A potentially devastating infection caused by tick bites has gained a foothold in the Lower Hudson Valley and in coastal areas of the Northeast, government researchers have found.
The condition, called babesiosis, is a malaria-like illness that results from infection with Babesia microti, a parasite that lives in red blood cells and is carried by deer ticks. Though far less common than Lyme disease, babesiosis can be fatal, particularly in people with compromised immune systems.
Because there is no widely used screening test for babesiosis, its spread poses a particular threat to the blood supply, scientists said. “We are very worried about it and are doing everything in our power to address this,” said Sanjai Kumar, chief of the laboratory of emerging pathogens at the Food and Drug Administration.
According to a recent report by the Centers for Disease Control and Prevention, there were six cases of babesiosis in the Lower Hudson Valley in 2001 and 119 cases in 2008, a 20-fold increase. In areas where Lyme disease is endemic, like coastal Rhode Island, Massachusetts, Connecticut and Long Island, babesiosis also is becoming very common, said Dr. Peter Krause, senior research scientist at the Yale School of Public Health.
In one study of residents of Block Island, R.I., Dr. Krause found babesiosis to be just 25 percent less common than Lyme disease. Babesiosis also is spreading slowly into other regions where it did not exist before, like the Upper Midwest, said Dr. Krause.
Many people who are infected with the parasite have no symptoms at all, while others experience mild to moderate flu-like symptoms that may last for a few days or as long as six months. “But some people get so sick that they wind up hospitalized, put into an intensive care unit, or even dying,” said Dr. Gary Wormser, chief of infectious diseases at Westchester Medical Center in New York.
In states that track the disease, there are an estimated 1,000 reported cases a year, said Dr. Krause, but he and other experts believe this represents a fraction of the people who are infected. In the Block Island study, researchers tested about 70 percent of the islanders and found that about one quarter of adults and half of children who were infected had no symptoms and were therefore not reported. Even people with mild to moderate symptoms may never see a physician. Even if they do, the condition may not be accurately diagnosed.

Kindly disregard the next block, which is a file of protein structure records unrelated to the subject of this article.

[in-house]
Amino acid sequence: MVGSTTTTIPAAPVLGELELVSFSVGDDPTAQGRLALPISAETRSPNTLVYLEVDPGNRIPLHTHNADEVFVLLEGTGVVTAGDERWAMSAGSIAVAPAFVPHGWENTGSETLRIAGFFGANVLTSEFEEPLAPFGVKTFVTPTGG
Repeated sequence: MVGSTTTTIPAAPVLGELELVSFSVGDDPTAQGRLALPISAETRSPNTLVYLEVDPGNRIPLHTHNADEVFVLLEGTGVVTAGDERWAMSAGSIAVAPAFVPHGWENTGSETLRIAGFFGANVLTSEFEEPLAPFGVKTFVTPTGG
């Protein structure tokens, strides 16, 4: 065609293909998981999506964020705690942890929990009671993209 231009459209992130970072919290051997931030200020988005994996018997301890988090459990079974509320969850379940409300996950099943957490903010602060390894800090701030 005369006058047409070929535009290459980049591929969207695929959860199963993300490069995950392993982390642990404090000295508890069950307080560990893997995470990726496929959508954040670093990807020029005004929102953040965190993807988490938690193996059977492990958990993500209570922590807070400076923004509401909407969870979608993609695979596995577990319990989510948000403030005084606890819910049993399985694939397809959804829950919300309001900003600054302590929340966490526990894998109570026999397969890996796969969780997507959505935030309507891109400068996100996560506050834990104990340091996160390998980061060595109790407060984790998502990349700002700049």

Experts fear that many undiagnosed patients may be donating blood. Currently, blood banks do not screen for Babesia because the Food and Drug Administration has not licensed a test for this purpose. The only way to screen a patient is by using a questionnaire, which simply asks blood donors if they are infected.
Babesiosis already is the most frequently reported infection transmitted through transfusion in the United States, responsible for at least 12 deaths. In New York City, six transfusion-associated cases of babesiosis were reported in 2009. Infection by this route can be serious: One study found approximately 30 percent of people who were infected by a transfusion died.
Between 1999 and 2007, several infants in Rhode Island developed babesiosis following blood transfusions. The Rhode Island Blood Center has become the first in the country to use an experimental new test to screen blood for the parasite.
Experts urge blood transfusion patients and their doctors to be aware of symptoms of babesiosis, which can occur up to nine weeks after a transfusion.
The symptoms can be vague (there is no tell-tale rash as there may be with Lyme disease) and include fever, sweats, chills, headache, fatigue, and muscle aches and pains. In people who also have Lyme disease, doctors might suspect babesiosis if the symptoms are particularly severe or the antibiotics are not working, said Dr. Krause. A diagnosis can be confirmed through blood testing.
Infants and adults over age 50 are more likely to get moderate to severe symptoms if infected. People at increased risk of complications include patients with compromised immune systems (such as people receiving immunosuppressants), those who’ve had their spleens removed, and those with lymphoma or H.I.V. or who are being treated for cancer.
If not caught and treated early, babesiosis can lead to such complications as kidney, lung or heart failure. The infection can be treated with antimicrobial medications, but people with serious complications are less responsive to the drugs.
Why the parasite is spreading and why it’s spreading more slowly than Lyme disease are not well understood. One theory is that Babesia may be carried primarily in mice, which don’t tend to travel far afield. The bacterium causing Lyme disease, Borrelia burgdorferi, can be carried by birds.
Source : NY Times …